From a practical standpoint, the angle-dependency of reflection coefficients implies that the reflection amplitude associated with a reflecting boundary varies with source-receiver separation as well as the depth of the reflector. For sufficiently deep reflectors and the typical source-receiver separations used in practice, the amplitude for the reflected compressional wave is nearly constant or slowly varying with offset (left of the critical angle on the curve corresponding to the reflected compressional-wave energy in Figure 11.2-5). It is this slowly varying portion of the P-to-P reflection curve that we have to detect from CMP data with limited offset range and in the presence of noise. Note also from Figure 11.2-5 that the largest P-to-S conversion occurs beyond the critical angle, corresponding to large source-receiver separations.

Reflection amplitude variations with angle of incidence, and therefore with offset, can be modeled using the Zoeppritz equations. For modeling the reflection amplitudes, you need well-log curves for the P-wave velocity, S-wave velocity, and density. Then, using equation (13a) compute the P-to-P reflection amplitudes as a function offset. Figure 11.2-6 shows a modeled CMP gather using well data. A sonic log was first converted to a blocky form to simplify the modeled amplitudes on the gather. Then, using the Gardner relation (equation 34a), a density profile was derived. Also, using a ratio of P-wave to S-wave velocity, a shear-wave velocity profile was generated. The objective in this modeling exercise was to see the effect of a change in Poisson’s ratio at some depth on the amplitude variation with offset. The Poisson’s ratio profile shows a change at approximately 650 ms at which time we observe a marked variation of amplitudes with offset on the CMP gather.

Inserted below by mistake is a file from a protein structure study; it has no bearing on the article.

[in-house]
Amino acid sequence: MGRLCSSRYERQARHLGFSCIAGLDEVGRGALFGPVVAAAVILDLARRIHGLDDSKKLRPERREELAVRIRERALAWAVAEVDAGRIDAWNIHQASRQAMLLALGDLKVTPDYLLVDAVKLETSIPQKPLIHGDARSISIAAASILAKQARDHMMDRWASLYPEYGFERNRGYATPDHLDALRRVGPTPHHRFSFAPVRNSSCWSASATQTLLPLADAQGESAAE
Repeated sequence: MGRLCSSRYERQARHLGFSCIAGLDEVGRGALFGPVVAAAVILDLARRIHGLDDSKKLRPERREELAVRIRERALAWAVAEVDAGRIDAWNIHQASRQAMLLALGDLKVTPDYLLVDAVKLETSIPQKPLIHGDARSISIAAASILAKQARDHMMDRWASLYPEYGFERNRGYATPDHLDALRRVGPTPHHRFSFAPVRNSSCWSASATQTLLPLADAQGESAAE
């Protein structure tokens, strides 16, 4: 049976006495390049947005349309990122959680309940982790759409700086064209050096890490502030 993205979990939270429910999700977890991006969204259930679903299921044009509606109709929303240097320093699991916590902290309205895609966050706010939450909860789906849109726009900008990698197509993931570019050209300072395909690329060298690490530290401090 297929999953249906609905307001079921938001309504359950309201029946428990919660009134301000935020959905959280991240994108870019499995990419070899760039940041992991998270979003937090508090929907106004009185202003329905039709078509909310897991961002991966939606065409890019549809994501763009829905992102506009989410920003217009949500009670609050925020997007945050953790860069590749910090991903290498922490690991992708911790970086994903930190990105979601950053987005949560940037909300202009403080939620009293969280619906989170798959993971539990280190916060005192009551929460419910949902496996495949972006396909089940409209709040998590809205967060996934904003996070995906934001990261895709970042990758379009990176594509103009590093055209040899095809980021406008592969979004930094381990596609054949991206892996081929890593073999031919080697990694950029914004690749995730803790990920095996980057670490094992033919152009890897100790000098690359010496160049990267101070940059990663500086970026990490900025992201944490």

(34a)

References

  1. Richards, 1961, Richards, T. C., 1961, Motion of the ground on arrival of reflected longitudinal and transverse waves at wide-angle reflection distances: Geophysics, 27, 277–297.

See also

External links